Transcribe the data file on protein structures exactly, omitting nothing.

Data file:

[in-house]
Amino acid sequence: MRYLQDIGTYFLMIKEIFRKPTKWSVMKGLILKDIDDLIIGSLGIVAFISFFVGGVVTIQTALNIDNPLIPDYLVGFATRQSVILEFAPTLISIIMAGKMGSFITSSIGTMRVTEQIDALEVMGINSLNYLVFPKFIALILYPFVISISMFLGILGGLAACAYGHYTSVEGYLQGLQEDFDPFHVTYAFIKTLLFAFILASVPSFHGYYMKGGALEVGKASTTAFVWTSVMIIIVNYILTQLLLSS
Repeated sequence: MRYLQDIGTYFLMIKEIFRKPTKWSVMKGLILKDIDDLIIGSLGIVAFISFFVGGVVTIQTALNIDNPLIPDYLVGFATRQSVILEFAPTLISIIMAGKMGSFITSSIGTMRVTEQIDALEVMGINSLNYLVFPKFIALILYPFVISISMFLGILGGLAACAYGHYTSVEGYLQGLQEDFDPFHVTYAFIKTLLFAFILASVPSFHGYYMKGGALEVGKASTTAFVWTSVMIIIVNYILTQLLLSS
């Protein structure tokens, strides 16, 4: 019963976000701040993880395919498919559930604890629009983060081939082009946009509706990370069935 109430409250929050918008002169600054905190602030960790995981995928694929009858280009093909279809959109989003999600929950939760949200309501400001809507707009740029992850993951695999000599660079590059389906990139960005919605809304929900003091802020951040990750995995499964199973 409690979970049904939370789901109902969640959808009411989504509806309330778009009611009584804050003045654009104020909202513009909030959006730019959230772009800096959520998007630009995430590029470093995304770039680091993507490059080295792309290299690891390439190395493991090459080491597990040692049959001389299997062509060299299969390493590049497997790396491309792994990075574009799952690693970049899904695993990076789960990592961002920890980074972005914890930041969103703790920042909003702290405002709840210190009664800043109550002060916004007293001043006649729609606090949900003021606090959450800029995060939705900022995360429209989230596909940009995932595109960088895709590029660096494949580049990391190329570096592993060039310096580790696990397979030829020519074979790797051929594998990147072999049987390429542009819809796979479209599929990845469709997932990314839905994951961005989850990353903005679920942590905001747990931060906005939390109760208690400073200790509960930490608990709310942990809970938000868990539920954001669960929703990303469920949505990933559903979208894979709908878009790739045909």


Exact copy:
[in-house]
Amino acid sequence: MRYLQDIGTYFLMIKEIFRKPTKWSVMKGLILKDIDDLIIGSLGIVAFISFFVGGVVTIQTALNIDNPLIPDYLVGFATRQSVILEFAPTLISIIMAGKMGSFITSSIGTMRVTEQIDALEVMGINSLNYLVFPKFIALILYPFVISISMFLGILGGLAACAYGHYTSVEGYLQGLQEDFDPFHVTYAFIKTLLFAFILASVPSFHGYYMKGGALEVGKASTTAFVWTSVMIIIVNYILTQLLLSS
Repeated sequence: MRYLQDIGTYFLMIKEIFRKPTKWSVMKGLILKDIDDLIIGSLGIVAFISFFVGGVVTIQTALNIDNPLIPDYLVGFATRQSVILEFAPTLISIIMAGKMGSFITSSIGTMRVTEQIDALEVMGINSLNYLVFPKFIALILYPFVISISMFLGILGGLAACAYGHYTSVEGYLQGLQEDFDPFHVTYAFIKTLLFAFILASVPSFHGYYMKGGALEVGKASTTAFVWTSVMIIIVNYILTQLLLSS
């Protein structure tokens, strides 16, 4: 019963976000701040993880395919498919559930604890629009983060081939082009946009509706990370069935 109430409250929050918008002169600054905190602030960790995981995928694929009858280009093909279809959109989003999600929950939760949200309501400001809507707009740029992850993951695999000599660079590059389906990139960005919605809304929900003091802020951040990750995995499964199973 409690979970049904939370789901109902969640959808009411989504509806309330778009009611009584804050003045654009104020909202513009909030959006730019959230772009800096959520998007630009995430590029470093995304770039680091993507490059080295792309290299690891390439190395493991090459080491597990040692049959001389299997062509060299299969390493590049497997790396491309792994990075574009799952690693970049899904695993990076789960990592961002920890980074972005914890930041969103703790920042909003702290405002709840210190009664800043109550002060916004007293001043006649729609606090949900003021606090959450800029995060939705900022995360429209989230596909940009995932595109960088895709590029660096494949580049990391190329570096592993060039310096580790696990397979030829020519074979790797051929594998990147072999049987390429542009819809796979479209599929990845469709997932990314839905994951961005989850990353903005679920942590905001747990931060906005939390109760208690400073200790509960930490608990709310942990809970938000868990539920954001669960929703990303469920949505990933559903979208894979709908878009790739045909």